See the Nikon 55-200mm f/4-5.6G VR II
35mm equivalent: 27-450mm
Weight: 19.4 oz.
What we like: Tremendous versatility.
What we don't: Pricey and doubles up on some focal length coverage with the kit lens.
The Nikon 18-300mm VR is the ticket for an all-in-one lens that can capture everything from wide-angle shots to wildlife. With a zoom range equivalent to a whopping 27-450mm on a 35mm camera, you’d expect a heavier and bulkier lens. Yet the 18-300mm VR weighs only 19.4 ounces and is surprisingly compact. In addition, the lens produces sharp images, particularly in the heart of its zoom range, and has vibration reduction for when natural light is low. The biggest hurdle with this lens is the price, which is nearly double the cost of the camera.
See the Nikon 18-300mm f/3.5-5.6 VR
35mm equivalent: 105-450mm
Weight: 15.4 oz.
What we like: Cheap with a lot of reach.
What we don’t: No vibration reduction.
If you want big-time zoom but the two-lens kit with the Nikon 55-300mm is too pricey, the Tamron 70-300mm f/4-5.6 is an intriguing option. This lens doesn’t have vibration reduction and therefore you should plan on doing most of your shooting in good light, but it does get you all the way to 450mm equivalent without breaking the bank. Keep in mind that by combining this Tamron zoom with the 18-55mm VR II kit lens (included with the camera) you will have a small gap in focal length coverage from 55mm to 70mm, but that shouldn’t be a big deal unless you frequently shoot portraits. Even then, you can probably work around it.
See the Tamron 70-300mm f/4-5.6
35mm equivalent: 60mm
Weight: 9.9 oz.
What we like: Sharp and inexpensive.
What we don't: 40mm focal length requires getting close to your subject.
Two of the most popular macro options for the D3300 are the 40mm f/2.8 and 85mm f/3.5. Based on price, we like the 40mm version best—the 85mm is over $500, which is more than the cost of the camera. The shorter focal length is best for non-moving subjects that can be easily approached (think flowers, food, or product photography). In terms of optics, we really like this lens—it’s sharp, inexpensive, and can focus close to your subject. It's also faster than the Nikon 85mm by two-thirds of a stop. The downside is that 40mm may be too short for some types of macro photography, but you can always add more lenses down the road. For a fun macro option with more reach, try the Tokina 100mm f/2.8.
See the Nikon 40mm f/2.8
Category: Wide angle
35mm equivalent: 15-36mm
Weight: 16.2 oz.
What we like: The best wide-angle zoom for DX in terms of image quality.
What we don't: Too pricey for our tastes.
At around $900, the Nikon 10-24mm f/3.5-4.5 is a stretch for most people who buy the D3300. However, the choices are limited in this category and it made this list because it’s far and away the best wide-angle lens for DX in terms of image quality. We love the focal length range, which is equivalent to 15mm (ultra-wide) to 36mm (normal field of view) on a 35mm camera, offering great versatility. As is the case with almost all wide-angle zooms, the low light performance is limited and you can expect some distortion at the wide end, but you just won’t find better optics.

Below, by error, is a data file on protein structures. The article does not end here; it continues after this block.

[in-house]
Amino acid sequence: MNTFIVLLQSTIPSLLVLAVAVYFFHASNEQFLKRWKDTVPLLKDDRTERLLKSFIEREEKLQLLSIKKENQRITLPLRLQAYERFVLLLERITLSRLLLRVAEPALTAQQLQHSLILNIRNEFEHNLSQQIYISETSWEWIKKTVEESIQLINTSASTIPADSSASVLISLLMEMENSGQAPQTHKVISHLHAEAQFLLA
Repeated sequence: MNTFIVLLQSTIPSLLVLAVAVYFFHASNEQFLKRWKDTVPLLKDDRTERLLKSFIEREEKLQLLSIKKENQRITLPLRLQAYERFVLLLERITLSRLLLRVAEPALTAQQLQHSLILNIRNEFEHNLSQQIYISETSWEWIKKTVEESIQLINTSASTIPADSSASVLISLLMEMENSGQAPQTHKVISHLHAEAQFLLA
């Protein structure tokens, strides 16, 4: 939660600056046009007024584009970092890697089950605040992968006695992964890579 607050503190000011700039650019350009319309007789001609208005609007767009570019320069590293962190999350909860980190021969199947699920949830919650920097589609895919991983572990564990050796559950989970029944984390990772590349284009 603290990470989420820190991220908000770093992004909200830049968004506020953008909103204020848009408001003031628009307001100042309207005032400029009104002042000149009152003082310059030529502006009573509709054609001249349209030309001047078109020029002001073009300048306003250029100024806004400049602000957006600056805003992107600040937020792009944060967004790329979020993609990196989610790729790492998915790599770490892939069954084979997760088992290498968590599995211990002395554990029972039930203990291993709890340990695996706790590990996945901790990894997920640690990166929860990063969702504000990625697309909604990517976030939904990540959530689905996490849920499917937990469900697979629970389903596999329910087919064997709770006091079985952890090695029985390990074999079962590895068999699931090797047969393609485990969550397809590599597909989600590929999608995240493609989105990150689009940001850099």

See the Nikon 10-24mm f/3.5-4.5
Category: Travel zoom
35mm equivalent: 27-210mm
Weight: 17.3 oz.
What we like: Versatile and sharp.
What we don't: Plastic build.
For a noticeable improvement in image quality over the 18-55mm kit lens and a much longer range, try the Nikon 18-140mm VR. This relatively new lens to Nikon’s DX lineup is sharp, has vibration reduction, and is compact at less than 4 inches in length. For travel and most other uses that don’t require serious telephoto capability, the 18-140mm can be your one and only lens for the Nikon D3300. Why isn’t it ranked higher? Because you get the 18-55mm kit lens with the camera, the 18-140mm is doubling up on a lot of focal length coverage. And given the low cost of the D3300, this lens may be too expensive of a purchase for what it is. We wish this lens was offered in a kit with the D3300, but perhaps that will happen down the road.
See the Nikon 18-140mm f/3.5-5.6 VR
35mm equivalent: 27-375mm
Weight: 16.6 oz.
What we like: The cheapest all-in-one lens for the D3300.
What we don't: Make sure to use the lens lock as it has a tendency to creep.
For an all-in-one lens on a budget, check out the Sigma 18-250mm Macro OS. The biggest selling point is price, which is hundreds of dollars less than either of the Nikon lenses above. Why is it so much less expensive? First, there is a drop off in aperture at f/6.3 vs. f/5.6 on the two lenses above. Second, the composite material used in the lens barrel isn’t as durable as a harder plastic or metal. Third, the optical performance of the Sigma isn’t as good as the Nikon lenses with more softness in the corners. But the Sigma 18-250mm is a great value at around $350, and as a bonus, it’s a few ounces lighter than either Nikon lens.
See the Sigma 18-250mm f/3.5-6.3 OSS
|Nikon 18-55mm f/3.5-5.6 VR II||$447||Kit||27-82.5mm||f/3.5-5.6||6.9 oz.||Yes||52mm|
|Nikon 50mm f/1.8||$217||Potrait||75mm||f/1.8||6.6 oz.||No||58mm|
|Nikon 35mm f/1.8||$217||Travel/portrait||52.5mm||f/1.8||7.1 oz.||No||52mm|
|Nikon 55-300mm f/4.5-5.6 VR||$397||Telephoto||82.5-450mm||f/4.5-5.6||18.7 oz.||Yes||58mm|
|Tokina 11-16mm f2/.8 DX II||$469||Wide angle||16.5-24mm||f/2.8||19.8 oz.||No||77mm|
|Nikon 55-200mm f/4-5.6 VR II||$147||Telephoto||82.5-375mm||f/4-5.6||10.6 oz.||Yes||52mm|
|Nikon 18-300mm f/3.5-6.3 VR||$697||All-in-one||27-450mm||f/3.5-6.3||19.4 oz.||Yes||52mm|